CLEVELAND, Ohio – “You’re no Jane Scott!”
Oh, heck no. Nobody will EVER be Jane Scott. Only Jane could have that honor, and only a fool would even try to claim to be worth her pen, pad and backstage pass.
Dick Clark was billed as “the world’s oldest teenager,’’ and Jane was known as “the world’s oldest rock critic.” You know her story – from Navy cryptographer to society writer to music critic respected by everyone from Bruce Springsteen to David Bowie to Bono and U2 and Lyle Lovett to the kids in a Butthole Surfers mosh pit (more on that in a bit).
Why was she respected? I think there were two reasons, and as her successor – not her replacement – I’ve tried to follow those reasons. I know my predecessor, John Soeder, did as well. I know, too, though, that none of us ever even thought about trying to be the next Jane Scott. Instead, we wanted to follow the trail she blazed:
First, be honest. If an artist was bad, Jane would say so, and in no uncertain terms. She had people she did not like, and made no bones about it.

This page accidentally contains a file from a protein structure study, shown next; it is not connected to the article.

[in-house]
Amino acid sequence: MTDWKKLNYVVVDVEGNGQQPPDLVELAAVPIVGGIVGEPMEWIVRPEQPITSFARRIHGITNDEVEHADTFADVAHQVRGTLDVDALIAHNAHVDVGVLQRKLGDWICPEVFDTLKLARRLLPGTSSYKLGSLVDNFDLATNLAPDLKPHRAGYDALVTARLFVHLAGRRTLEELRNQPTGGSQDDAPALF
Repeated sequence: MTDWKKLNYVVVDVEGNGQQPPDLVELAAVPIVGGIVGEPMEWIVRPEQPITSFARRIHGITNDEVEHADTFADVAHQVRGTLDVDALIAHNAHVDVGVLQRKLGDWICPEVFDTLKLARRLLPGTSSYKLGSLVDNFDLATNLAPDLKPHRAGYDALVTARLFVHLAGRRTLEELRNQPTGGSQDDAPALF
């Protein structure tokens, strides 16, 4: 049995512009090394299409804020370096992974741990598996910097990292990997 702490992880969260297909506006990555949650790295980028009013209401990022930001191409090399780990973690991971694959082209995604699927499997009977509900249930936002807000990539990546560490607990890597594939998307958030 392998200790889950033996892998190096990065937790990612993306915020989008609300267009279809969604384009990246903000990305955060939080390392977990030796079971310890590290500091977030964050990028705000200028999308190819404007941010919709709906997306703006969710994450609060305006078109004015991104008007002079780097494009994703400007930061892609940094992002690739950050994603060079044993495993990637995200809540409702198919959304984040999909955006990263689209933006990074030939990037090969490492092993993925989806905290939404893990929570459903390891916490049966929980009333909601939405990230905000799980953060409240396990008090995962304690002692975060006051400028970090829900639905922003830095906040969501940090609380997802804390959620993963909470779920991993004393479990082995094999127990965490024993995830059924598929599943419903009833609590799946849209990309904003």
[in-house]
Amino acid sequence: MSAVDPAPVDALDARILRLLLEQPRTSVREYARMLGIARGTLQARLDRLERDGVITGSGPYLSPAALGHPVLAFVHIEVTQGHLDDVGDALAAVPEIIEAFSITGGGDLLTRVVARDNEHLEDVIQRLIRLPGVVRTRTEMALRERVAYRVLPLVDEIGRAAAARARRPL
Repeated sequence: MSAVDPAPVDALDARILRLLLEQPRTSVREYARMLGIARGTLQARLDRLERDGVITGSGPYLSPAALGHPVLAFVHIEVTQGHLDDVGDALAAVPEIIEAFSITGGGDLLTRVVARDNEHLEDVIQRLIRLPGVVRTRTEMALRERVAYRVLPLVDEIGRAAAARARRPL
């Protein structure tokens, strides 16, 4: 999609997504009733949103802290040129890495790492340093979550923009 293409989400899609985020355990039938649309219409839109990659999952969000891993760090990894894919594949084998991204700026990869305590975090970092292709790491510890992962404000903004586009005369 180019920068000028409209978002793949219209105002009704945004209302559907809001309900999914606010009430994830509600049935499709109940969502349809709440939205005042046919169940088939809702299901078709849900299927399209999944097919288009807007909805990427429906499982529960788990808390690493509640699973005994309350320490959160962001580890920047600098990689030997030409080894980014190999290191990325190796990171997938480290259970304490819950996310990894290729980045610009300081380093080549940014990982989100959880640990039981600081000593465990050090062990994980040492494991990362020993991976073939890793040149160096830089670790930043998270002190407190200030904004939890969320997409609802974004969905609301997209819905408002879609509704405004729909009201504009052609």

Second, and I believe this was her strongest gift, Jane could find something good about just about anyone. Oh, I’ve heard stories about one or two artists she couldn’t stand, and wouldn’t go out of her way to see. But I can’t think of a single time when she let that cloud her judgment. And she was a genius at that whole “damning with faint praise” thing.
“Man, I felt like I’ve always known Jane,” said Lovett in a call from his home in Texas.
“The first time I have a vivid memory of Jane was seeing her in the front row in a show in Cleveland with her glasses on and her steno pad and her pen, and the whole show, she was writing things down,’’ he said.
“Then I met her after the show and she was so charming,’’ said Lovett, who always dedicated his song “If I Had a Boat” to Jane when he played Cleveland.
“She always made time for me and my guests,’’ he said. “I just liked standing next to Jane.”
Jane was one of those people who was so sweet, so good-natured that you could “forget that she was generous and a great writer,” Lovett said.